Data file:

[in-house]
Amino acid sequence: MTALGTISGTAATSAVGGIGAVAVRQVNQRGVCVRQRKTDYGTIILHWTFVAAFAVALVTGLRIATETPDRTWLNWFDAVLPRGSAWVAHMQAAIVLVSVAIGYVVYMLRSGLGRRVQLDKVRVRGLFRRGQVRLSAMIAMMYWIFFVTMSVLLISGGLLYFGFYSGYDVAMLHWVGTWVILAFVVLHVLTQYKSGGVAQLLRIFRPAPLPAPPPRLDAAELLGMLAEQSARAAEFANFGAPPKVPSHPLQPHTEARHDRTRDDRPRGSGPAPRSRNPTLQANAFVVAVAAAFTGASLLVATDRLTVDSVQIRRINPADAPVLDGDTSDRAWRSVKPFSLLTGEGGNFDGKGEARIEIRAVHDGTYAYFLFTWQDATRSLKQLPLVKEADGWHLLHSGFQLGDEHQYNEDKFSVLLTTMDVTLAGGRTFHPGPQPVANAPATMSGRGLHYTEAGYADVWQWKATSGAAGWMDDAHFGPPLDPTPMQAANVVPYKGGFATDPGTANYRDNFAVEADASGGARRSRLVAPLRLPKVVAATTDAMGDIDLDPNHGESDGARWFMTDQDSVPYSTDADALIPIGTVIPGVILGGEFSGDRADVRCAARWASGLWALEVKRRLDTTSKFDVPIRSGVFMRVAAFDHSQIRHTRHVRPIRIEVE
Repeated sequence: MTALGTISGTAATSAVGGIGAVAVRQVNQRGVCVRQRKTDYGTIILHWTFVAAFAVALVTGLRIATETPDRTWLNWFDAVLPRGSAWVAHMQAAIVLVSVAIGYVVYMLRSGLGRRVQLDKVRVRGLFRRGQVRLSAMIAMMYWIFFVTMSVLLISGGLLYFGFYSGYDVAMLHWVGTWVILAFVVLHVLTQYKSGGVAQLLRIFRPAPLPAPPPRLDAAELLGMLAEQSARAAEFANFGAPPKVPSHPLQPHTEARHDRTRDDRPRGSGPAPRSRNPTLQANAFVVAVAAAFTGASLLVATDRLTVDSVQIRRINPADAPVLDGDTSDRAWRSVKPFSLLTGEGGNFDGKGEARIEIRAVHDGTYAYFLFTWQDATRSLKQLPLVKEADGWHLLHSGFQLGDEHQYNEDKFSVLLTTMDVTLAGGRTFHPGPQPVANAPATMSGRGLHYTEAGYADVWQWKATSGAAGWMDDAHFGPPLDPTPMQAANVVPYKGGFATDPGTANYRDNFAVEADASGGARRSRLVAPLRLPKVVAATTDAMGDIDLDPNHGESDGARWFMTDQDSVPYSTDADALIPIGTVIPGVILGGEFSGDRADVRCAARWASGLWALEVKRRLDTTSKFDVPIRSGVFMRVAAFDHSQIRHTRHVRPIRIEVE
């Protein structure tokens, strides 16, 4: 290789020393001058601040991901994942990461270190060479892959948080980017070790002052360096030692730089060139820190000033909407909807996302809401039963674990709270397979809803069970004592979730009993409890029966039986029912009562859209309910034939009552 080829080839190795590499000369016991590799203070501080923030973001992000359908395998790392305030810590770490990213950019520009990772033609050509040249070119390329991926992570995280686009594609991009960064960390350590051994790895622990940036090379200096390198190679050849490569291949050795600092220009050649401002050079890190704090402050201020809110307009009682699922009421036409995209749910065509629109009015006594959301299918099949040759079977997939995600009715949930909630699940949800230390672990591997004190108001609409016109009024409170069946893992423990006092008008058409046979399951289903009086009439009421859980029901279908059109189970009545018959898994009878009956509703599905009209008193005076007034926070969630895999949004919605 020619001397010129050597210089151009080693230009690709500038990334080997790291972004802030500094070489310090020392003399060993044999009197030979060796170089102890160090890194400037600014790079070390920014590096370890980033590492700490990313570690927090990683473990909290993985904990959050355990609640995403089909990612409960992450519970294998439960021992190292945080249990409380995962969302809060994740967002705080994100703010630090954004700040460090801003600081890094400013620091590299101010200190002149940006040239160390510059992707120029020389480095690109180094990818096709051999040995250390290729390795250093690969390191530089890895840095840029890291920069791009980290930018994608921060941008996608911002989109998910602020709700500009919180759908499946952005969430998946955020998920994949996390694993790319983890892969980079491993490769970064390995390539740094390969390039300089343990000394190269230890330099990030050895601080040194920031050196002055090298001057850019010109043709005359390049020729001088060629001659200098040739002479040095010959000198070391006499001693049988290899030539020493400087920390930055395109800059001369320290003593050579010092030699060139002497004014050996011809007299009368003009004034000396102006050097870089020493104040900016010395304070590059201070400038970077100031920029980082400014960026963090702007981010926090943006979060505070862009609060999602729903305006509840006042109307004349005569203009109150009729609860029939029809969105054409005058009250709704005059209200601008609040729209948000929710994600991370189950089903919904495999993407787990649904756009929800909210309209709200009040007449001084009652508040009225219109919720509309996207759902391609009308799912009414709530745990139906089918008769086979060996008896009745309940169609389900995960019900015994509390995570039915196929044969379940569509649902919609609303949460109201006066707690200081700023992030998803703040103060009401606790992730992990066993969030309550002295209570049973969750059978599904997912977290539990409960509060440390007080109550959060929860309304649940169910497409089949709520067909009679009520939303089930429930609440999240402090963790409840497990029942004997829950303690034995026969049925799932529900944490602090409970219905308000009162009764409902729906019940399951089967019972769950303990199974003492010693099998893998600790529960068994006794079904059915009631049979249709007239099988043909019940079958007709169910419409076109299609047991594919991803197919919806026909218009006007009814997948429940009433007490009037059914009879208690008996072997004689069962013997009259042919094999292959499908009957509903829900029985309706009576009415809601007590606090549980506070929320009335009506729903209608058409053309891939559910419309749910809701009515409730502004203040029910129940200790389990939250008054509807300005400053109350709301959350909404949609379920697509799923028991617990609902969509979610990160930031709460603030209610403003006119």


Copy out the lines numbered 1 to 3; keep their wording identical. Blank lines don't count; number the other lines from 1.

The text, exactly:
[in-house]
Amino acid sequence: MTALGTISGTAATSAVGGIGAVAVRQVNQRGVCVRQRKTDYGTIILHWTFVAAFAVALVTGLRIATETPDRTWLNWFDAVLPRGSAWVAHMQAAIVLVSVAIGYVVYMLRSGLGRRVQLDKVRVRGLFRRGQVRLSAMIAMMYWIFFVTMSVLLISGGLLYFGFYSGYDVAMLHWVGTWVILAFVVLHVLTQYKSGGVAQLLRIFRPAPLPAPPPRLDAAELLGMLAEQSARAAEFANFGAPPKVPSHPLQPHTEARHDRTRDDRPRGSGPAPRSRNPTLQANAFVVAVAAAFTGASLLVATDRLTVDSVQIRRINPADAPVLDGDTSDRAWRSVKPFSLLTGEGGNFDGKGEARIEIRAVHDGTYAYFLFTWQDATRSLKQLPLVKEADGWHLLHSGFQLGDEHQYNEDKFSVLLTTMDVTLAGGRTFHPGPQPVANAPATMSGRGLHYTEAGYADVWQWKATSGAAGWMDDAHFGPPLDPTPMQAANVVPYKGGFATDPGTANYRDNFAVEADASGGARRSRLVAPLRLPKVVAATTDAMGDIDLDPNHGESDGARWFMTDQDSVPYSTDADALIPIGTVIPGVILGGEFSGDRADVRCAARWASGLWALEVKRRLDTTSKFDVPIRSGVFMRVAAFDHSQIRHTRHVRPIRIEVE
Repeated sequence: MTALGTISGTAATSAVGGIGAVAVRQVNQRGVCVRQRKTDYGTIILHWTFVAAFAVALVTGLRIATETPDRTWLNWFDAVLPRGSAWVAHMQAAIVLVSVAIGYVVYMLRSGLGRRVQLDKVRVRGLFRRGQVRLSAMIAMMYWIFFVTMSVLLISGGLLYFGFYSGYDVAMLHWVGTWVILAFVVLHVLTQYKSGGVAQLLRIFRPAPLPAPPPRLDAAELLGMLAEQSARAAEFANFGAPPKVPSHPLQPHTEARHDRTRDDRPRGSGPAPRSRNPTLQANAFVVAVAAAFTGASLLVATDRLTVDSVQIRRINPADAPVLDGDTSDRAWRSVKPFSLLTGEGGNFDGKGEARIEIRAVHDGTYAYFLFTWQDATRSLKQLPLVKEADGWHLLHSGFQLGDEHQYNEDKFSVLLTTMDVTLAGGRTFHPGPQPVANAPATMSGRGLHYTEAGYADVWQWKATSGAAGWMDDAHFGPPLDPTPMQAANVVPYKGGFATDPGTANYRDNFAVEADASGGARRSRLVAPLRLPKVVAATTDAMGDIDLDPNHGESDGARWFMTDQDSVPYSTDADALIPIGTVIPGVILGGEFSGDRADVRCAARWASGLWALEVKRRLDTTSKFDVPIRSGVFMRVAAFDHSQIRHTRHVRPIRIEVE